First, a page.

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Stephen F. Austin State University

To Fight and Die: The Civil War, 1861-1865 (September 2012)

To Fight and Die: The Civil War, 1861-1865
By Elaine Bay

The Confederate draft law of April 1862 ordered the induction of able bodied men, 18-35 years of age, for a term of three years. Age limits were later revised for men 17 to 50 years old.

In the South, large plantation owners and slaveholders were exempt from fighting in the war. Often men would avoid the draft by paying another man to serve in his place. During 1863 the peak of Confederate soldiers was 900,000.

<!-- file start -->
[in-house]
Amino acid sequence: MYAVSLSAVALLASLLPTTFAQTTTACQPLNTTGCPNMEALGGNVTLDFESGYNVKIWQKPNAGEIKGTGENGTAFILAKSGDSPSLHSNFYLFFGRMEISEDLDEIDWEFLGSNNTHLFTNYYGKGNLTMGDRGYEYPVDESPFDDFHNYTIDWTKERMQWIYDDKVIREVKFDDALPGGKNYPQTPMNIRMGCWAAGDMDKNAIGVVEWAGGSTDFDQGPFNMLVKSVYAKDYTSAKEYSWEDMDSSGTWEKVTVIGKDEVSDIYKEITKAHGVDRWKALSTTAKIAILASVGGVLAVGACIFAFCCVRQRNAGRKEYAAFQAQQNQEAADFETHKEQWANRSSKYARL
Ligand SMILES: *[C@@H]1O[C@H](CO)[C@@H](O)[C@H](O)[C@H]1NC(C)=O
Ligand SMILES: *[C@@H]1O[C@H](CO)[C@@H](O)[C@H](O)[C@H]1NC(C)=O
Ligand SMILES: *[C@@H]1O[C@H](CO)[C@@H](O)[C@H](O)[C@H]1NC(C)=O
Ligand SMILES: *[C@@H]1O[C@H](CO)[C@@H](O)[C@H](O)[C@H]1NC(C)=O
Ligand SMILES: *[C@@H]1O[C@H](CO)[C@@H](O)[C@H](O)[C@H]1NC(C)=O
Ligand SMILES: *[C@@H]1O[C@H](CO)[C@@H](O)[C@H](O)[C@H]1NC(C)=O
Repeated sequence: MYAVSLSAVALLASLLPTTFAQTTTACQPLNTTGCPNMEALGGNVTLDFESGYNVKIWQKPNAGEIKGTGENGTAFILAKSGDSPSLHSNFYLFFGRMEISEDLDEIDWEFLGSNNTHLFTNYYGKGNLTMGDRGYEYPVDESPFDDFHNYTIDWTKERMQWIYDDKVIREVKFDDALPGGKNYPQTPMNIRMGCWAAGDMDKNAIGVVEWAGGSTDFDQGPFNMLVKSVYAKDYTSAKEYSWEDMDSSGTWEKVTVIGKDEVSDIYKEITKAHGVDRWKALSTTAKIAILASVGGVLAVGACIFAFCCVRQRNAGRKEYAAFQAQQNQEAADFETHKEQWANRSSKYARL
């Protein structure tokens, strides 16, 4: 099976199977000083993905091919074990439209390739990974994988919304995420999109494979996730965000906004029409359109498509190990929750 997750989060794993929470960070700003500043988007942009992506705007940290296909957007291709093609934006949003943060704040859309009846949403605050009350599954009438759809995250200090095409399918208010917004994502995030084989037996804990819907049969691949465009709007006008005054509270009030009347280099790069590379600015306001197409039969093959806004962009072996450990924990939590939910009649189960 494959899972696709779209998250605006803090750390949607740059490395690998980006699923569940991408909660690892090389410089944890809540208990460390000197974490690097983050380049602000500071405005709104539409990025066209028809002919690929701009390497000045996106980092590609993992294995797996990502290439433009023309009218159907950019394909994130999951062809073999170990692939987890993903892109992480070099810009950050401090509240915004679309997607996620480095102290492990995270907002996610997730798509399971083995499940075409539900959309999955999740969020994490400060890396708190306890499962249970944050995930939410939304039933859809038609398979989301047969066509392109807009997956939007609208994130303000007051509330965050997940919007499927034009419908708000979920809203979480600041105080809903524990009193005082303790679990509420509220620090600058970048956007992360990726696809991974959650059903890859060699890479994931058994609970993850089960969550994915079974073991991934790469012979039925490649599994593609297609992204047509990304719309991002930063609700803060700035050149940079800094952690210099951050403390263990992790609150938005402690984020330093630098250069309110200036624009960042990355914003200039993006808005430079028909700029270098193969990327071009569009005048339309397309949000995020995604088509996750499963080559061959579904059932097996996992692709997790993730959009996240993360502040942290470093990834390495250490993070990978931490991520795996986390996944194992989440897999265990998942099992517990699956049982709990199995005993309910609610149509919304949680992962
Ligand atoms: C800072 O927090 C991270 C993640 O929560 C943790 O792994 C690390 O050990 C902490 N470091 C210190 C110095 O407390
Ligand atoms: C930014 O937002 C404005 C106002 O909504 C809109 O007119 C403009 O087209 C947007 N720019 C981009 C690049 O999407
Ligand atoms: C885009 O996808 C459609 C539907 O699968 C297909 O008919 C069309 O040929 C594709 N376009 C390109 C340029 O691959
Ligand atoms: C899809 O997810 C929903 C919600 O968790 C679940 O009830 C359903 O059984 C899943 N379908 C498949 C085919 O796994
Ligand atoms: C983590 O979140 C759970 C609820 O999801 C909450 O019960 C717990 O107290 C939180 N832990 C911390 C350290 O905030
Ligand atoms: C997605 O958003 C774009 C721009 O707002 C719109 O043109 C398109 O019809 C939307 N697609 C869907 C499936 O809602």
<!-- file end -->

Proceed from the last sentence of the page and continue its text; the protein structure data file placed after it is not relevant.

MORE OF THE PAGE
The Southern men usually joined a military company that was formed in the area they lived. The local military company was trained at a State training camp and joined up with nine other companies to form a regiment. "Johnny Reb" usually had only a musket, a blanket, a canteen, a knife, and a cartridge box. Privates were paid $11 per month until 1864 when their pay was raised to $18 per month.

Since Rains county did not exist until December 1870, the men in the area enlisted either in Greenville, Hunt County or Quitman, Wood County.

Some of the men who lived in Rains County after its formation and who fought in the Civil War were:

Information taken from 100th Anniversary of Rains County, 1870-1970